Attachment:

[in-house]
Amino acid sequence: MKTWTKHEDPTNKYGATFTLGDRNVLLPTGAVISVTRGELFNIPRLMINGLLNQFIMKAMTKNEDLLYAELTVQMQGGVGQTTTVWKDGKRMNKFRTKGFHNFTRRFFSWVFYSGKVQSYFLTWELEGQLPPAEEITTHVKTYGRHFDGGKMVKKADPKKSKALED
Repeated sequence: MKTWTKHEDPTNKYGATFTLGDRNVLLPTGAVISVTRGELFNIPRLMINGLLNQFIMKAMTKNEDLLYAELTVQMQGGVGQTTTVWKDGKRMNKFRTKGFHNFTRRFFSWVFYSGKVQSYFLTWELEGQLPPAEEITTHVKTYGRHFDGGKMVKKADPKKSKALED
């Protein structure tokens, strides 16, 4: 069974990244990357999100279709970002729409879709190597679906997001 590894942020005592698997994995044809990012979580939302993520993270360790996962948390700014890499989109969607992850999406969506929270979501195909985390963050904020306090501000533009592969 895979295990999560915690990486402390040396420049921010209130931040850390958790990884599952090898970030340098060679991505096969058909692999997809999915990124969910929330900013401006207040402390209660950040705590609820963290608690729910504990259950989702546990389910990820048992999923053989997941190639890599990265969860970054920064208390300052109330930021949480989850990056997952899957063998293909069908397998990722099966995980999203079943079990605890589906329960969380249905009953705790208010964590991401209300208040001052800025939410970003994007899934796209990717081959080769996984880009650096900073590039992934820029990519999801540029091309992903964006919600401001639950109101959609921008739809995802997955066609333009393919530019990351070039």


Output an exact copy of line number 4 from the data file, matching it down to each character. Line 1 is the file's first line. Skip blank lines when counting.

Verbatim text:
């Protein structure tokens, strides 16, 4: 069974990244990357999100279709970002729409879709190597679906997001 590894942020005592698997994995044809990012979580939302993520993270360790996962948390700014890499989109969607992850999406969506929270979501195909985390963050904020306090501000533009592969 895979295990999560915690990486402390040396420049921010209130931040850390958790990884599952090898970030340098060679991505096969058909692999997809999915990124969910929330900013401006207040402390209660950040705590609820963290608690729910504990259950989702546990389910990820048992999923053989997941190639890599990265969860970054920064208390300052109330930021949480989850990056997952899957063998293909069908397998990722099966995980999203079943079990605890589906329960969380249905009953705790208010964590991401209300208040001052800025939410970003994007899934796209990717081959080769996984880009650096900073590039992934820029990519999801540029091309992903964006919600401001639950109101959609921008739809995802997955066609333009393919530019990351070039």